Thursday, November 8, 2012

Sethe in Beloved

Sethe was the main character in Toni Morrison’s Beloved; a strong woman with deep passionate love for her children. Being a slave, Sethe had suffered a lot of tortures and dehumanizing acts from the white people. Although she had almost never experienced love, she poured her two daughters her affections as much as she could. From her we could learn that God made us to love; that loving was a gift from Him, and has become our natural instinct. We could choose to love or not, no matter how much we experienced or lacked of it.

Sethe could endure what she had suffered in the past, I think, by shutting closely the worst part in her memory, and devotedly pour down her love to her children. For eighteen years she could live by herself quite well that way, although she did not many friends, and neighbors had been avoided her. She could even open her heart for another man—Paul D. Unfortunately when the past began to haunt her once again, her guilt and regret came back and destroy her solemn soul. From her condition, I realized that although it was better sometime to shut down our worst memory—the easiest way to continue life—it is a dangerous way, because once the memory or even the exact danger was approaching the second time, we could be dragged to a worst condition. Maybe the best way is to make peace with ourselves, especially if we have now someone who loves us, understanding and supportive.

Oprah Winfrey as Sethe

What I admire from Sethe was how she held firm her principles. When the whites ‘stole’ her milk—which was supposed to be for her babies—she became so enraged, it seemed almost absurd. But I can understand how she must have felt. It’s not a matter of the milk (or anything else), it’s the idea that somebody had seized something very precious—something that marked her love to her children—that she could not accept. To love is every human’s right, and nobody could seize that from us, at least I think that’s how Sethe must have felt; moreover after the whites had seized everything else from her.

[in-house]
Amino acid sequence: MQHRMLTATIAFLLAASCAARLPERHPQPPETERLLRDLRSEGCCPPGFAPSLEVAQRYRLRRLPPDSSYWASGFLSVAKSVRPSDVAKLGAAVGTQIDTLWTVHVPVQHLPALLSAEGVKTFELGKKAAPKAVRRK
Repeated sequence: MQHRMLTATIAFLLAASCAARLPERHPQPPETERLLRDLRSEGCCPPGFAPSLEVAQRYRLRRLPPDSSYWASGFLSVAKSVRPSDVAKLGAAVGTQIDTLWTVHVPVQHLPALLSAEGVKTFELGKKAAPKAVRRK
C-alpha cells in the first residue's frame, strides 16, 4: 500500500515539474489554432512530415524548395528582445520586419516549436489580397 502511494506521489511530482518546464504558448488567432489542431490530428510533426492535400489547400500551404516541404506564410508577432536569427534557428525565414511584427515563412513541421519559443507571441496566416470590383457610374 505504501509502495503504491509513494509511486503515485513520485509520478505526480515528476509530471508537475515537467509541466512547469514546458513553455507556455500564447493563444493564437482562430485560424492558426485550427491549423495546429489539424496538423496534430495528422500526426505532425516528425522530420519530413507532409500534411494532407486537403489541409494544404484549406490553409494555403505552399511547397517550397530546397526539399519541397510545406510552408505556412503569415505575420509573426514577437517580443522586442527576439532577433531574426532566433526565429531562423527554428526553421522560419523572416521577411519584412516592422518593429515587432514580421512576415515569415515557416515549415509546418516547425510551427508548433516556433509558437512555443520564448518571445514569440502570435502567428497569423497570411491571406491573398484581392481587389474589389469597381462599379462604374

So great her past suffer, and so great her love for her children, Sethe could not think and act logically; all in her mind was that her children must never experienced what she had. Well, I know what she had done was wrong, but still I could not blame her. Love has never been logical, has it? Sethe could endure her past because she was willing to open her heart for love; for loving others and for being loved by others.

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